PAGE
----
Demnig lays a Stolpersteine.
Artist Gunter Demnig lays a Stolpersteine outside a residence in Hamburg, Germany in 2012.
Patrick Lux, Getty Images

The Stolpersteine are unique in their individuality. Too often, the millions of Holocaust victims are spoken of as a nameless mass. And while the powerful memorials and museums in places such as Berlin and Washington, D.C. are an antidote to that, the Stolpersteine are special—they are decentralized, integrated into everyday life. You can walk down a sidewalk, look down, and suddenly find yourself standing where a person's life changed. History becomes unavoidably present.

That's because, unlike gravestones, the stumbling stones mark an important date between a person’s birth and death: the day that person was forced to abandon his or her home. As a result, not every stumbling stone is dedicated to a person who was murdered. Some plaques commemorate people who fled Europe and survived. Others honor people who were deported but managed to escape. The plaques aim to memorialize the moment a person’s life was irrevocably changed—no matter how it ended.

The ordinariness of the surrounding landscape—a buzzing cafe, a quaint bookstore, a tree-lined street—only heightens that effect. As David Crew writes for Not Even Past, “[Demnig] thought the stones would encourage ordinary citizens to realize that Nazi persecution and terror had begun on their very doorsteps."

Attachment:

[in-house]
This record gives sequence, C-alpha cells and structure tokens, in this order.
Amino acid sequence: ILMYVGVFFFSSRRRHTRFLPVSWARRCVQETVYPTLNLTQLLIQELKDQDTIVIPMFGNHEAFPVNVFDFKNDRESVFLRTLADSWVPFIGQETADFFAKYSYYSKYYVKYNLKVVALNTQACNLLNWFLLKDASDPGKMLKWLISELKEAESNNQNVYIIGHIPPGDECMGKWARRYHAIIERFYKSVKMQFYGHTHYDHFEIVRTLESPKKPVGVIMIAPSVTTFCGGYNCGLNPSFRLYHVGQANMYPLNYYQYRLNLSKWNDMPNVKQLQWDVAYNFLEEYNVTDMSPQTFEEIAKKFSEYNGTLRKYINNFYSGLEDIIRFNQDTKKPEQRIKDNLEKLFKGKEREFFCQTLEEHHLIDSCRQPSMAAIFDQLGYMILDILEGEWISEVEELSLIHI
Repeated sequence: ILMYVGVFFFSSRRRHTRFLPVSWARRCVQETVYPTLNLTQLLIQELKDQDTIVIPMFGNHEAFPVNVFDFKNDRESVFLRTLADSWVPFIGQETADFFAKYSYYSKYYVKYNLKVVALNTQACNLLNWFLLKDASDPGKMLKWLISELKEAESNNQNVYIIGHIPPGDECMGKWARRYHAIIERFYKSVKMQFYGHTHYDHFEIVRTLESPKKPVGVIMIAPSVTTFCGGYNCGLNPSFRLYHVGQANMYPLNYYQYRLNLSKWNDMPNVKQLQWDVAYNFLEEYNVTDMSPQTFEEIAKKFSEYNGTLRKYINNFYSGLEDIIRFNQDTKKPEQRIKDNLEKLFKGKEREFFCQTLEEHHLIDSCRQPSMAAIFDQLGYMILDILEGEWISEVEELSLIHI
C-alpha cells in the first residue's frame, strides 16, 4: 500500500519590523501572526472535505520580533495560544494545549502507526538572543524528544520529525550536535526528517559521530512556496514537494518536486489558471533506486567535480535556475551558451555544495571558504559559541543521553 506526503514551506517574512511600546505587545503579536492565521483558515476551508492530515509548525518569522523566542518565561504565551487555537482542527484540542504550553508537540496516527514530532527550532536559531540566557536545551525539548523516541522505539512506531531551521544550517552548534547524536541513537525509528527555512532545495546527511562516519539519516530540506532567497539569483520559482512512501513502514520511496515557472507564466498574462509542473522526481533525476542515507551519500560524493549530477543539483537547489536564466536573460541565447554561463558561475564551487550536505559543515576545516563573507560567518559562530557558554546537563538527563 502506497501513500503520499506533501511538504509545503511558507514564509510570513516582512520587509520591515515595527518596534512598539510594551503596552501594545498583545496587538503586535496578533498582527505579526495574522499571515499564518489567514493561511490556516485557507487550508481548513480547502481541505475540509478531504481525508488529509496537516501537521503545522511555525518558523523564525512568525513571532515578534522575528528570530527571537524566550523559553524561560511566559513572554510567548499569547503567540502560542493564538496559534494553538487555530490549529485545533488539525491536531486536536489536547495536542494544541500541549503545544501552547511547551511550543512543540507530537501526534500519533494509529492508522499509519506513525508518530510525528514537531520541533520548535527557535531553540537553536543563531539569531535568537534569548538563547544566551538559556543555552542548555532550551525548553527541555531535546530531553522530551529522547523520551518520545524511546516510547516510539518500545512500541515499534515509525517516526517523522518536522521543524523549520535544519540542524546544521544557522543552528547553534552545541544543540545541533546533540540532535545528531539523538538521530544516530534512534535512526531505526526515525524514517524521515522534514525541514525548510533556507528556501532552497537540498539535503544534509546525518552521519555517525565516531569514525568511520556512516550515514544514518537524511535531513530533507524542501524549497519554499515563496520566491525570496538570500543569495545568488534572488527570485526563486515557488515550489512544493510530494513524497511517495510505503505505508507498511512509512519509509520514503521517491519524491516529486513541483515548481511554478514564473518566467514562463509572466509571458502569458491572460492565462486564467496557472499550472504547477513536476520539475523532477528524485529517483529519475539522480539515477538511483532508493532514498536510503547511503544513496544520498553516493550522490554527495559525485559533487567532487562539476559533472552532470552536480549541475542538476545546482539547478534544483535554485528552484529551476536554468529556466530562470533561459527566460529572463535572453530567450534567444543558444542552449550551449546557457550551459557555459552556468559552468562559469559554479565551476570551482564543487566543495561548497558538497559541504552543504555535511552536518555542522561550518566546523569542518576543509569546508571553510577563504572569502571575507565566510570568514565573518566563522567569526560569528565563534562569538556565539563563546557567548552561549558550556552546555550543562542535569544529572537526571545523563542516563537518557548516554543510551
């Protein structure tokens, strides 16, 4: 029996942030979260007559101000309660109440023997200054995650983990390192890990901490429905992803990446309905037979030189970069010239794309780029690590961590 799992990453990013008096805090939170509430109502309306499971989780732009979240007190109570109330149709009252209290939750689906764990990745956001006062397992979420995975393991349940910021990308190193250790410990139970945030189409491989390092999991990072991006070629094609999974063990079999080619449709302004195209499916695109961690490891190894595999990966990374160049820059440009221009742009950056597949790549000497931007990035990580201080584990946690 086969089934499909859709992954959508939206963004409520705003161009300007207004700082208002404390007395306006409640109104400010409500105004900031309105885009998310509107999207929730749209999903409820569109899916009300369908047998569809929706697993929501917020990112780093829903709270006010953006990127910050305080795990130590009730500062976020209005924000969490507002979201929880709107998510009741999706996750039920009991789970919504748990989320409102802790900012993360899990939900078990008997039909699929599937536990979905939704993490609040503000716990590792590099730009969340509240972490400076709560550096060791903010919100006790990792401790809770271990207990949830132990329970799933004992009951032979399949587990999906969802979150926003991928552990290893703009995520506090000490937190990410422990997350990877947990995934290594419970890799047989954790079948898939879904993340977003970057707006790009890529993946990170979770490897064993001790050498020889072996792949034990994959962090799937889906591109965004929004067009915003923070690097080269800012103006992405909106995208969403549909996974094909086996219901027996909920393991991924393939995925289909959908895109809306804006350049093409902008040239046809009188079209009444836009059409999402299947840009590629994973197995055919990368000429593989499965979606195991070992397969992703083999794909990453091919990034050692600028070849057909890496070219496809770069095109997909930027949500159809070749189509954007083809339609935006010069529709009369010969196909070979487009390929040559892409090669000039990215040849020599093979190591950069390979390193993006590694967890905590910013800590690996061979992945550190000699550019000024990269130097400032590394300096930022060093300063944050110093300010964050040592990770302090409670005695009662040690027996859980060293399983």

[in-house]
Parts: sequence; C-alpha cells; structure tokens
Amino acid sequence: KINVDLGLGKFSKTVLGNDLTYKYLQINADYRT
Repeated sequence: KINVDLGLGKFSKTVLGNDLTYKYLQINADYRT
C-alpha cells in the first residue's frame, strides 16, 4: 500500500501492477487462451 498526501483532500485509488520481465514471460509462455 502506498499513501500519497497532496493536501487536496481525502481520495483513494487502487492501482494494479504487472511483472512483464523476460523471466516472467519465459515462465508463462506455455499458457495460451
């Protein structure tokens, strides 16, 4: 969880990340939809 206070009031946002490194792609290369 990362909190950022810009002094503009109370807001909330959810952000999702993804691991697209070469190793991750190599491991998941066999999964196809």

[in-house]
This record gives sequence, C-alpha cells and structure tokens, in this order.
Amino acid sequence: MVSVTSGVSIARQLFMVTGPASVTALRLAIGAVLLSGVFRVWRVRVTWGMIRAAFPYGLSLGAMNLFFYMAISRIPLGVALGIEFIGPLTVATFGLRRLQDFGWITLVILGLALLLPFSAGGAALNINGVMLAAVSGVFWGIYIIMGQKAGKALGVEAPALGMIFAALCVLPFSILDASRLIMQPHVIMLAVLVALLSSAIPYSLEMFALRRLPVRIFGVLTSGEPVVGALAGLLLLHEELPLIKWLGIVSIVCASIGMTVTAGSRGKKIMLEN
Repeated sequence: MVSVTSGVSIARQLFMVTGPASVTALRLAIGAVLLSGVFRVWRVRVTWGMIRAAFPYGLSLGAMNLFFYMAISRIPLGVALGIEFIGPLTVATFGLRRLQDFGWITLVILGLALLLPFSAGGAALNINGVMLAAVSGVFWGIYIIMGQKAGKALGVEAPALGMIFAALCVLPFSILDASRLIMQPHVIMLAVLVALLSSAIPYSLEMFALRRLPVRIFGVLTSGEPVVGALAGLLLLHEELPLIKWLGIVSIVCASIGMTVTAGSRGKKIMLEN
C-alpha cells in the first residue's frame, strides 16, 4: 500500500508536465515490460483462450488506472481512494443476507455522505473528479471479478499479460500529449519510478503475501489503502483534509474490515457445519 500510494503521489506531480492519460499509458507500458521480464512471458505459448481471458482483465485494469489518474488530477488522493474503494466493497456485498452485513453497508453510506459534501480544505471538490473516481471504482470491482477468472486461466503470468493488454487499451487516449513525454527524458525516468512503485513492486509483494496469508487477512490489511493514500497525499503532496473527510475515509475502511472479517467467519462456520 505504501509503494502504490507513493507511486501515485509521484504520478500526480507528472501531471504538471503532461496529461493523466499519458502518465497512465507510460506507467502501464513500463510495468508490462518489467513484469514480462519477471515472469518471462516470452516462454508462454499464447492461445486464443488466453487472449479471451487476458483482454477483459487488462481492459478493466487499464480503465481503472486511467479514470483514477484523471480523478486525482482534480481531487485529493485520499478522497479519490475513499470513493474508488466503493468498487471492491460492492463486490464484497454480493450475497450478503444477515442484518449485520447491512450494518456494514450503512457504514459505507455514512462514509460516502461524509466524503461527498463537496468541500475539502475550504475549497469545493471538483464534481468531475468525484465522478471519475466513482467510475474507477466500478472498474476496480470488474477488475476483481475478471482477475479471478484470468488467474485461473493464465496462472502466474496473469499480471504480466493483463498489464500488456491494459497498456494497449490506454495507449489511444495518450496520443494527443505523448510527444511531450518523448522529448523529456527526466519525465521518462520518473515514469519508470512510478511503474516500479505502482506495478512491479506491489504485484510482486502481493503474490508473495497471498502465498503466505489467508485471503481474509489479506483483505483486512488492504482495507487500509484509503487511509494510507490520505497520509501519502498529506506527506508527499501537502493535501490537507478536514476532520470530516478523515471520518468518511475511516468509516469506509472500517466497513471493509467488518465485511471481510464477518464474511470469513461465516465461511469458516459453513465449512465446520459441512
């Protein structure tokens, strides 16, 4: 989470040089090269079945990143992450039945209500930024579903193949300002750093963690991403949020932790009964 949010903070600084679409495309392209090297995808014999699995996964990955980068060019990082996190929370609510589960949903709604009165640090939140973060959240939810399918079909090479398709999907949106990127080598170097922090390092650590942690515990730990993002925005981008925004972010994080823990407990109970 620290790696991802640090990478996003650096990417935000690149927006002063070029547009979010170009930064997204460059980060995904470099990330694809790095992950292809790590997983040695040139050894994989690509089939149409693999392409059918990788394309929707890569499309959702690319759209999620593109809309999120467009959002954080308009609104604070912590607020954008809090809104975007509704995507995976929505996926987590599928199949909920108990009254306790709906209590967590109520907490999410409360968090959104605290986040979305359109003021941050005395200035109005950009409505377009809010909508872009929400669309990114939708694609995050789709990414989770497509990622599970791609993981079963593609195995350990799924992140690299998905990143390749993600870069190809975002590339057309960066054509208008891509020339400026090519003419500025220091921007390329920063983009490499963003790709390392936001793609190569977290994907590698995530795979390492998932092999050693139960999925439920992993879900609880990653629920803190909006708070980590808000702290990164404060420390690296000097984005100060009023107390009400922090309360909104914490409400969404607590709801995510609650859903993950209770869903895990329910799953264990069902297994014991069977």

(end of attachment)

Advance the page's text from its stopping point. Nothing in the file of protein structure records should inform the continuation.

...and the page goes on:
A man in a shop holding a hammer making a Stolpersteine.
Artisan Michael Friedrichs-Friedlaender hammers inscriptions into the brass plaques at the Stolpersteine manufacturing studio in Berlin.
Sean Gallup, Getty Images

While Demnig installs every single Stolpersteine himself, he does not work alone. His project, which stretches from Germany to Brazil, relies on the research of hundreds of outside volunteers. Their efforts have not only helped Demnig create a striking memorial, but have also helped historians better document the lives of individuals who will never be forgotten.